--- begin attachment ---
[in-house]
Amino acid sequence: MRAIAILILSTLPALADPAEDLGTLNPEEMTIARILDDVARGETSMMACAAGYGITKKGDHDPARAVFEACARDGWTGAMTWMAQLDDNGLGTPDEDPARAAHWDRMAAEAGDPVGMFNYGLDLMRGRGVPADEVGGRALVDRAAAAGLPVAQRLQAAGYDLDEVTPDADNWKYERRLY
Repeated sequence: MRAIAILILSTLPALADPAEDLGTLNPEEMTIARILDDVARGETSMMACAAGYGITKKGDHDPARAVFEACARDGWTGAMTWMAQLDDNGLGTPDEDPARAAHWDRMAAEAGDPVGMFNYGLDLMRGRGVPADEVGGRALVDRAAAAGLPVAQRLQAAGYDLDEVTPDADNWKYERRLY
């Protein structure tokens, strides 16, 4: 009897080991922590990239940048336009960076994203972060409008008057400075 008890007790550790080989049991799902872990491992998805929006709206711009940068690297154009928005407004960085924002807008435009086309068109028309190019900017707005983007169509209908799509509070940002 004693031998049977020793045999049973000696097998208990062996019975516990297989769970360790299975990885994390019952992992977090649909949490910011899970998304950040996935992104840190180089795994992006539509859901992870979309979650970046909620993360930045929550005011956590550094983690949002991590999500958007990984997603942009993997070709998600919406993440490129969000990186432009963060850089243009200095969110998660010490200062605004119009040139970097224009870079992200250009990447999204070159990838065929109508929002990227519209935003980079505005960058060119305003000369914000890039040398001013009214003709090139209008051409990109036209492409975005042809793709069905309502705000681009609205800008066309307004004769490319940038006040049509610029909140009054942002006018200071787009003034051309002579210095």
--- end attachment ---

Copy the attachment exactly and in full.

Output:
[in-house]
Amino acid sequence: MRAIAILILSTLPALADPAEDLGTLNPEEMTIARILDDVARGETSMMACAAGYGITKKGDHDPARAVFEACARDGWTGAMTWMAQLDDNGLGTPDEDPARAAHWDRMAAEAGDPVGMFNYGLDLMRGRGVPADEVGGRALVDRAAAAGLPVAQRLQAAGYDLDEVTPDADNWKYERRLY
Repeated sequence: MRAIAILILSTLPALADPAEDLGTLNPEEMTIARILDDVARGETSMMACAAGYGITKKGDHDPARAVFEACARDGWTGAMTWMAQLDDNGLGTPDEDPARAAHWDRMAAEAGDPVGMFNYGLDLMRGRGVPADEVGGRALVDRAAAAGLPVAQRLQAAGYDLDEVTPDADNWKYERRLY
């Protein structure tokens, strides 16, 4: 009897080991922590990239940048336009960076994203972060409008008057400075 008890007790550790080989049991799902872990491992998805929006709206711009940068690297154009928005407004960085924002807008435009086309068109028309190019900017707005983007169509209908799509509070940002 004693031998049977020793045999049973000696097998208990062996019975516990297989769970360790299975990885994390019952992992977090649909949490910011899970998304950040996935992104840190180089795994992006539509859901992870979309979650970046909620993360930045929550005011956590550094983690949002991590999500958007990984997603942009993997070709998600919406993440490129969000990186432009963060850089243009200095969110998660010490200062605004119009040139970097224009870079992200250009990447999204070159990838065929109508929002990227519209935003980079505005960058060119305003000369914000890039040398001013009214003709090139209008051409990109036209492409975005042809793709069905309502705000681009609205800008066309307004004769490319940038006040049509610029909140009054942002006018200071787009003034051309002579210095």